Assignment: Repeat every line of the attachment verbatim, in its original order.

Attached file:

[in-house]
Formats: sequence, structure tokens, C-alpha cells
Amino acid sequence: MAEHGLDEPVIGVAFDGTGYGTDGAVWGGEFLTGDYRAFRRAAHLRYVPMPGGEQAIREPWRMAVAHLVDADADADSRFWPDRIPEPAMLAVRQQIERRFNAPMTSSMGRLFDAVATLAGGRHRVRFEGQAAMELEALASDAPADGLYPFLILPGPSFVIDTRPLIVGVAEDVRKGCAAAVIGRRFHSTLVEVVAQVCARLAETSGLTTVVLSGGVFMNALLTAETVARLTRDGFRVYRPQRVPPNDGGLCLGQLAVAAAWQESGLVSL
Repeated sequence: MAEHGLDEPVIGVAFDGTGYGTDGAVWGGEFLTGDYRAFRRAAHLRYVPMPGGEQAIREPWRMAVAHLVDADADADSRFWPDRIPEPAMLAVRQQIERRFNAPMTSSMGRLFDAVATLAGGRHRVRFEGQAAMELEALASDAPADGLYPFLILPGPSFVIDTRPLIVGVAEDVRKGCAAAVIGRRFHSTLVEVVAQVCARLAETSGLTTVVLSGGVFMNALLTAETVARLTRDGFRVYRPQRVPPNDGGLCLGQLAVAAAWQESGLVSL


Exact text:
[in-house]
Formats: sequence, structure tokens, C-alpha cells
Amino acid sequence: MAEHGLDEPVIGVAFDGTGYGTDGAVWGGEFLTGDYRAFRRAAHLRYVPMPGGEQAIREPWRMAVAHLVDADADADSRFWPDRIPEPAMLAVRQQIERRFNAPMTSSMGRLFDAVATLAGGRHRVRFEGQAAMELEALASDAPADGLYPFLILPGPSFVIDTRPLIVGVAEDVRKGCAAAVIGRRFHSTLVEVVAQVCARLAETSGLTTVVLSGGVFMNALLTAETVARLTRDGFRVYRPQRVPPNDGGLCLGQLAVAAAWQESGLVSL
Repeated sequence: MAEHGLDEPVIGVAFDGTGYGTDGAVWGGEFLTGDYRAFRRAAHLRYVPMPGGEQAIREPWRMAVAHLVDADADADSRFWPDRIPEPAMLAVRQQIERRFNAPMTSSMGRLFDAVATLAGGRHRVRFEGQAAMELEALASDAPADGLYPFLILPGPSFVIDTRPLIVGVAEDVRKGCAAAVIGRRFHSTLVEVVAQVCARLAETSGLTTVVLSGGVFMNALLTAETVARLTRDGFRVYRPQRVPPNDGGLCLGQLAVAAAWQESGLVSL